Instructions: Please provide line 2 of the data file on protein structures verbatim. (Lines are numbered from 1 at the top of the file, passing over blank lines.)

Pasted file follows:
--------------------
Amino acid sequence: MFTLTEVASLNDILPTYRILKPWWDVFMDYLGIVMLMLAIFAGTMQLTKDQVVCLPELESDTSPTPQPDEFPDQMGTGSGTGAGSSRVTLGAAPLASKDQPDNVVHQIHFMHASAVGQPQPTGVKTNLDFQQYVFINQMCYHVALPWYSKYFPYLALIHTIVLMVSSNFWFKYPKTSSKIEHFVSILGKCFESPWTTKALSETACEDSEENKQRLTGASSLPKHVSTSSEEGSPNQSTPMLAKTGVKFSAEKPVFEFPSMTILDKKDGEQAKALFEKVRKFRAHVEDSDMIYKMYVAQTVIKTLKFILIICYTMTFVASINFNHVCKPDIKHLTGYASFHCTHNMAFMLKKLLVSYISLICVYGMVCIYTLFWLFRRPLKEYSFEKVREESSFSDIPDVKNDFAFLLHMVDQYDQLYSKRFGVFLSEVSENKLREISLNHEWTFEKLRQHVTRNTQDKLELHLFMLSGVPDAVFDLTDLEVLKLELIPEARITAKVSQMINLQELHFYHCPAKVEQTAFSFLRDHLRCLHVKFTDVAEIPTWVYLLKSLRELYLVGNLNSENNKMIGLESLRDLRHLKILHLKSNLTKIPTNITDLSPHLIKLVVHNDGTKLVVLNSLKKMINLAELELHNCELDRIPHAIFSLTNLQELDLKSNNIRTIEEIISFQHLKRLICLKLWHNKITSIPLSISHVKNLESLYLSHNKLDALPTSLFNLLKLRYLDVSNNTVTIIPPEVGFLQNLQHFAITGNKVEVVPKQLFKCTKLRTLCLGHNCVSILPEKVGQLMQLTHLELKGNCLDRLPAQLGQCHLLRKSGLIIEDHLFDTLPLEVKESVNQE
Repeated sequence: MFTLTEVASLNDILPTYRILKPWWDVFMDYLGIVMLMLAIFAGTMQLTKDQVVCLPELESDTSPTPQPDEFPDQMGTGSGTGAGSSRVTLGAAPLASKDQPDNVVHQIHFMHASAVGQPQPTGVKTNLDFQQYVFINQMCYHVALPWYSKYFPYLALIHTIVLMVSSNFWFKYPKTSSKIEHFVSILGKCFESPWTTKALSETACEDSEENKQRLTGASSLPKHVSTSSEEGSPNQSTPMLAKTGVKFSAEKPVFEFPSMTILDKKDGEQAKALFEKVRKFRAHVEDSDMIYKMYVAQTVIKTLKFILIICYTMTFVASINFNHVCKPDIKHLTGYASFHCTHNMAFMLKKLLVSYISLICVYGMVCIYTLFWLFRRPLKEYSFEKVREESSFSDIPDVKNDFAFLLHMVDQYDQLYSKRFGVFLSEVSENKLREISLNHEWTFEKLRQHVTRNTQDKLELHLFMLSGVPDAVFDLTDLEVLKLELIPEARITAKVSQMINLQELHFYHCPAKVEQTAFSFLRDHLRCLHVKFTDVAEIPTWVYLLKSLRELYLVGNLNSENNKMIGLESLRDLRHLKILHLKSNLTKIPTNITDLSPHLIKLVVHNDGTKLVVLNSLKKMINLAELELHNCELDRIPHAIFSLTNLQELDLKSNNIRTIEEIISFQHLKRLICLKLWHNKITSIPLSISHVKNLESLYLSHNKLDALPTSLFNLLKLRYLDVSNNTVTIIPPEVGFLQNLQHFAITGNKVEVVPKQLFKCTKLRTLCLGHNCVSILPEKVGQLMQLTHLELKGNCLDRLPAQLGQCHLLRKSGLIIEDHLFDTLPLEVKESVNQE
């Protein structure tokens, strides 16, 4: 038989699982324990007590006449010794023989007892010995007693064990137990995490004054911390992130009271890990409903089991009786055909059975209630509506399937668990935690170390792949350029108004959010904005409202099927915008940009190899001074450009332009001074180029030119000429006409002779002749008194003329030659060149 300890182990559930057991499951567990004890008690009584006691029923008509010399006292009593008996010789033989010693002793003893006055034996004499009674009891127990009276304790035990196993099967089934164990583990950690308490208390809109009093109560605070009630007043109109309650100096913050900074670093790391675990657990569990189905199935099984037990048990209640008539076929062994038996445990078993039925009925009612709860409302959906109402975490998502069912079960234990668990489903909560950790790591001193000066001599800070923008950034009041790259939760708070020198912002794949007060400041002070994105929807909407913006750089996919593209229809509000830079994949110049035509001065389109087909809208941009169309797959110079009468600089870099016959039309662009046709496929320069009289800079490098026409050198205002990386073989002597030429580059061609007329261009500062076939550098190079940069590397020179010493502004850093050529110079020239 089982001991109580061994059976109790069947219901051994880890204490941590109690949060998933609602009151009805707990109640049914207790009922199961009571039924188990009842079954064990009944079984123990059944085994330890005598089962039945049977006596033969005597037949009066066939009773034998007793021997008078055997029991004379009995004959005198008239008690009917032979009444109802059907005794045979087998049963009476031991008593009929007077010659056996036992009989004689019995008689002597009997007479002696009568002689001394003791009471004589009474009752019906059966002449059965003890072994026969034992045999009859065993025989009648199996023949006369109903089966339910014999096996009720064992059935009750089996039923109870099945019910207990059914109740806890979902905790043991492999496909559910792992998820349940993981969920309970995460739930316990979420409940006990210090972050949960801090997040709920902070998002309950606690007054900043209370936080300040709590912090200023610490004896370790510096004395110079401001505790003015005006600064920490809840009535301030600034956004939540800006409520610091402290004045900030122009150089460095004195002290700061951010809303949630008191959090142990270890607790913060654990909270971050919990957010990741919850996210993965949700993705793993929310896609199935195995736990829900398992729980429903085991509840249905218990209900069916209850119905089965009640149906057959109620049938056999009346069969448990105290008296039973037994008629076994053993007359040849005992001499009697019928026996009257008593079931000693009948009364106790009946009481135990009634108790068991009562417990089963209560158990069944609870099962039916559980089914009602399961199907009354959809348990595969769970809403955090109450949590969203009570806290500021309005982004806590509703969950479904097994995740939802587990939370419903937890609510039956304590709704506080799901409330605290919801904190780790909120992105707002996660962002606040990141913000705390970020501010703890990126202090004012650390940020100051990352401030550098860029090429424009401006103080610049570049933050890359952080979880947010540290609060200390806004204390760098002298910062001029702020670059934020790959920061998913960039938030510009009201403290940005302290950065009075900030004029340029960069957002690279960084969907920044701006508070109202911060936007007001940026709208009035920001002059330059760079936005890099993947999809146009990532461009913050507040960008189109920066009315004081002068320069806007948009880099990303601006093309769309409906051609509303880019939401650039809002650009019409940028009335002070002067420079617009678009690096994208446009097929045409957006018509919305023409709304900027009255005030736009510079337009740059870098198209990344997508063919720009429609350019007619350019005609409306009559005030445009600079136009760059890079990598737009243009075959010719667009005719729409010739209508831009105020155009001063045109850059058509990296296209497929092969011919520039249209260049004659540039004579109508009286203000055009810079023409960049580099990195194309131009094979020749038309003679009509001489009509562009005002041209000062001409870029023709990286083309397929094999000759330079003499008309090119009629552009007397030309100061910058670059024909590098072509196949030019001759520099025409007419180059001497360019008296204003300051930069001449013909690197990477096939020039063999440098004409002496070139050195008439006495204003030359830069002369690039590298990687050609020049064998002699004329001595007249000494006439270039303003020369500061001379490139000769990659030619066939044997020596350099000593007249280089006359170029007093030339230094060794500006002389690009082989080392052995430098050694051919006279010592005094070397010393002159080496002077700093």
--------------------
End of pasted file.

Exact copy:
Repeated sequence: MFTLTEVASLNDILPTYRILKPWWDVFMDYLGIVMLMLAIFAGTMQLTKDQVVCLPELESDTSPTPQPDEFPDQMGTGSGTGAGSSRVTLGAAPLASKDQPDNVVHQIHFMHASAVGQPQPTGVKTNLDFQQYVFINQMCYHVALPWYSKYFPYLALIHTIVLMVSSNFWFKYPKTSSKIEHFVSILGKCFESPWTTKALSETACEDSEENKQRLTGASSLPKHVSTSSEEGSPNQSTPMLAKTGVKFSAEKPVFEFPSMTILDKKDGEQAKALFEKVRKFRAHVEDSDMIYKMYVAQTVIKTLKFILIICYTMTFVASINFNHVCKPDIKHLTGYASFHCTHNMAFMLKKLLVSYISLICVYGMVCIYTLFWLFRRPLKEYSFEKVREESSFSDIPDVKNDFAFLLHMVDQYDQLYSKRFGVFLSEVSENKLREISLNHEWTFEKLRQHVTRNTQDKLELHLFMLSGVPDAVFDLTDLEVLKLELIPEARITAKVSQMINLQELHFYHCPAKVEQTAFSFLRDHLRCLHVKFTDVAEIPTWVYLLKSLRELYLVGNLNSENNKMIGLESLRDLRHLKILHLKSNLTKIPTNITDLSPHLIKLVVHNDGTKLVVLNSLKKMINLAELELHNCELDRIPHAIFSLTNLQELDLKSNNIRTIEEIISFQHLKRLICLKLWHNKITSIPLSISHVKNLESLYLSHNKLDALPTSLFNLLKLRYLDVSNNTVTIIPPEVGFLQNLQHFAITGNKVEVVPKQLFKCTKLRTLCLGHNCVSILPEKVGQLMQLTHLELKGNCLDRLPAQLGQCHLLRKSGLIIEDHLFDTLPLEVKESVNQE